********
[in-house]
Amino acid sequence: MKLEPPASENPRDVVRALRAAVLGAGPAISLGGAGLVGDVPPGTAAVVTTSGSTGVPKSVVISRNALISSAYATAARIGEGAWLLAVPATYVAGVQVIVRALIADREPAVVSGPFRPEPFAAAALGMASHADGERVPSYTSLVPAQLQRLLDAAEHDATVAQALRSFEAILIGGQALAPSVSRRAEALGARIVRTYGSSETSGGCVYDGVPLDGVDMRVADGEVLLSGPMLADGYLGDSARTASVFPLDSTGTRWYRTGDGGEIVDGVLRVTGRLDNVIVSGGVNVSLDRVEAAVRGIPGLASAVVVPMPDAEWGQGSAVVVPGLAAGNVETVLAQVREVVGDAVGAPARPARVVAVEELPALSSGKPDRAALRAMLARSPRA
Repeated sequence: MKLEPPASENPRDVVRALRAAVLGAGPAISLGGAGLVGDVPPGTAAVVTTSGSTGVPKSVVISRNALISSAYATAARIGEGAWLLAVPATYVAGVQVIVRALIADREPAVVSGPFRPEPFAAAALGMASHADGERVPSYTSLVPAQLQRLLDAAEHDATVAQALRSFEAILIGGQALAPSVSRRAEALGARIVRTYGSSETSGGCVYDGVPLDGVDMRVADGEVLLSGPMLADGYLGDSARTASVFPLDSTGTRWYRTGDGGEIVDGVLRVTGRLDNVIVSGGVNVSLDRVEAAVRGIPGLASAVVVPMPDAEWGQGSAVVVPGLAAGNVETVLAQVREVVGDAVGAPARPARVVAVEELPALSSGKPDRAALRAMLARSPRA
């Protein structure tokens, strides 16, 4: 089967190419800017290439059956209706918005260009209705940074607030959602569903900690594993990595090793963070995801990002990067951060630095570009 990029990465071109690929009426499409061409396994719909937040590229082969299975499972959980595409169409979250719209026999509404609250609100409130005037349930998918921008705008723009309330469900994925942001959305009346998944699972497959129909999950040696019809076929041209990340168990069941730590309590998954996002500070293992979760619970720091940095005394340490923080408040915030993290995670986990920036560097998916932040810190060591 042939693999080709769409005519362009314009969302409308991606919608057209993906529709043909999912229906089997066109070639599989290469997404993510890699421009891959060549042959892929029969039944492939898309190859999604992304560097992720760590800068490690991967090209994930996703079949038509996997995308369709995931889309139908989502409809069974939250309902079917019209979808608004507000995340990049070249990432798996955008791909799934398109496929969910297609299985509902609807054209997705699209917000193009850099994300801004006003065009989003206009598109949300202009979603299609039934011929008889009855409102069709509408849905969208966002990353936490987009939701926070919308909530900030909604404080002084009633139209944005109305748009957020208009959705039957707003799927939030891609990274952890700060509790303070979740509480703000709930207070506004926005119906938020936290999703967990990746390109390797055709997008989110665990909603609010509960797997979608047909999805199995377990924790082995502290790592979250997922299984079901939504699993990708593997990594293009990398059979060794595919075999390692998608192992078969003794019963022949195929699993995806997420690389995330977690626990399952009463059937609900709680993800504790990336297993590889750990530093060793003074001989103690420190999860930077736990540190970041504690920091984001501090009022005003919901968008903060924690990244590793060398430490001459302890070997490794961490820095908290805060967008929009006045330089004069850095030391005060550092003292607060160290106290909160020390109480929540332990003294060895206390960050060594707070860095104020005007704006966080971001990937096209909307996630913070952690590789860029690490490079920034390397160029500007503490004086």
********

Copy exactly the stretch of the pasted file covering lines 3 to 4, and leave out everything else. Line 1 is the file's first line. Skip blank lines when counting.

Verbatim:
Repeated sequence: MKLEPPASENPRDVVRALRAAVLGAGPAISLGGAGLVGDVPPGTAAVVTTSGSTGVPKSVVISRNALISSAYATAARIGEGAWLLAVPATYVAGVQVIVRALIADREPAVVSGPFRPEPFAAAALGMASHADGERVPSYTSLVPAQLQRLLDAAEHDATVAQALRSFEAILIGGQALAPSVSRRAEALGARIVRTYGSSETSGGCVYDGVPLDGVDMRVADGEVLLSGPMLADGYLGDSARTASVFPLDSTGTRWYRTGDGGEIVDGVLRVTGRLDNVIVSGGVNVSLDRVEAAVRGIPGLASAVVVPMPDAEWGQGSAVVVPGLAAGNVETVLAQVREVVGDAVGAPARPARVVAVEELPALSSGKPDRAALRAMLARSPRA
């Protein structure tokens, strides 16, 4: 089967190419800017290439059956209706918005260009209705940074607030959602569903900690594993990595090793963070995801990002990067951060630095570009 990029990465071109690929009426499409061409396994719909937040590229082969299975499972959980595409169409979250719209026999509404609250609100409130005037349930998918921008705008723009309330469900994925942001959305009346998944699972497959129909999950040696019809076929041209990340168990069941730590309590998954996002500070293992979760619970720091940095005394340490923080408040915030993290995670986990920036560097998916932040810190060591 042939693999080709769409005519362009314009969302409308991606919608057209993906529709043909999912229906089997066109070639599989290469997404993510890699421009891959060549042959892929029969039944492939898309190859999604992304560097992720760590800068490690991967090209994930996703079949038509996997995308369709995931889309139908989502409809069974939250309902079917019209979808608004507000995340990049070249990432798996955008791909799934398109496929969910297609299985509902609807054209997705699209917000193009850099994300801004006003065009989003206009598109949300202009979603299609039934011929008889009855409102069709509408849905969208966002990353936490987009939701926070919308909530900030909604404080002084009633139209944005109305748009957020208009959705039957707003799927939030891609990274952890700060509790303070979740509480703000709930207070506004926005119906938020936290999703967990990746390109390797055709997008989110665990909603609010509960797997979608047909999805199995377990924790082995502290790592979250997922299984079901939504699993990708593997990594293009990398059979060794595919075999390692998608192992078969003794019963022949195929699993995806997420690389995330977690626990399952009463059937609900709680993800504790990336297993590889750990530093060793003074001989103690420190999860930077736990540190970041504690920091984001501090009022005003919901968008903060924690990244590793060398430490001459302890070997490794961490820095908290805060967008929009006045330089004069850095030391005060550092003292607060160290106290909160020390109480929540332990003294060895206390960050060594707070860095104020005007704006966080971001990937096209909307996630913070952690590789860029690490490079920034390397160029500007503490004086």